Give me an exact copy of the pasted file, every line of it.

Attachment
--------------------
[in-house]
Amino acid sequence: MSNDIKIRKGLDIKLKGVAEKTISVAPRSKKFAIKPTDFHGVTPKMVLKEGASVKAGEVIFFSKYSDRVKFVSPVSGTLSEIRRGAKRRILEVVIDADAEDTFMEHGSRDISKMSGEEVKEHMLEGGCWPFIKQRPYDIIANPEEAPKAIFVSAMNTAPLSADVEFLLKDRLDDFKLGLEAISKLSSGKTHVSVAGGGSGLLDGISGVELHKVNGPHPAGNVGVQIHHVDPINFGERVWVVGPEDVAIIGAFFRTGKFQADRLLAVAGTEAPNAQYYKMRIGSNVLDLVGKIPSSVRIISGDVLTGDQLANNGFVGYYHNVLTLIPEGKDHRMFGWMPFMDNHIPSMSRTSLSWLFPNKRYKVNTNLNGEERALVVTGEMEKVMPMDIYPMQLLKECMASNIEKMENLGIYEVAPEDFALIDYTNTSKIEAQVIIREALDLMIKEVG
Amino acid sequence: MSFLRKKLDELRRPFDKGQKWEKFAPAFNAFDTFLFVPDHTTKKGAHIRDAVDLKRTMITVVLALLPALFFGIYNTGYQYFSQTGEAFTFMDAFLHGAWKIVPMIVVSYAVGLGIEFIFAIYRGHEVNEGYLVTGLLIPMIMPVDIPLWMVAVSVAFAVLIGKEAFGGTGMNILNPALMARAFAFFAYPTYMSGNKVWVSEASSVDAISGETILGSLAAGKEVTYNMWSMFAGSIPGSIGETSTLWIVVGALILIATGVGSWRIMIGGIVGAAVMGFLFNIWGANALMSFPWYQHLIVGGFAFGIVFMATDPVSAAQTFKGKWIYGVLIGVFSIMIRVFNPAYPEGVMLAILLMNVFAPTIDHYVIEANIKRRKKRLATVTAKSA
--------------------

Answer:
[in-house]
Amino acid sequence: MSNDIKIRKGLDIKLKGVAEKTISVAPRSKKFAIKPTDFHGVTPKMVLKEGASVKAGEVIFFSKYSDRVKFVSPVSGTLSEIRRGAKRRILEVVIDADAEDTFMEHGSRDISKMSGEEVKEHMLEGGCWPFIKQRPYDIIANPEEAPKAIFVSAMNTAPLSADVEFLLKDRLDDFKLGLEAISKLSSGKTHVSVAGGGSGLLDGISGVELHKVNGPHPAGNVGVQIHHVDPINFGERVWVVGPEDVAIIGAFFRTGKFQADRLLAVAGTEAPNAQYYKMRIGSNVLDLVGKIPSSVRIISGDVLTGDQLANNGFVGYYHNVLTLIPEGKDHRMFGWMPFMDNHIPSMSRTSLSWLFPNKRYKVNTNLNGEERALVVTGEMEKVMPMDIYPMQLLKECMASNIEKMENLGIYEVAPEDFALIDYTNTSKIEAQVIIREALDLMIKEVG
Amino acid sequence: MSFLRKKLDELRRPFDKGQKWEKFAPAFNAFDTFLFVPDHTTKKGAHIRDAVDLKRTMITVVLALLPALFFGIYNTGYQYFSQTGEAFTFMDAFLHGAWKIVPMIVVSYAVGLGIEFIFAIYRGHEVNEGYLVTGLLIPMIMPVDIPLWMVAVSVAFAVLIGKEAFGGTGMNILNPALMARAFAFFAYPTYMSGNKVWVSEASSVDAISGETILGSLAAGKEVTYNMWSMFAGSIPGSIGETSTLWIVVGALILIATGVGSWRIMIGGIVGAAVMGFLFNIWGANALMSFPWYQHLIVGGFAFGIVFMATDPVSAAQTFKGKWIYGVLIGVFSIMIRVFNPAYPEGVMLAILLMNVFAPTIDHYVIEANIKRRKKRLATVTAKSA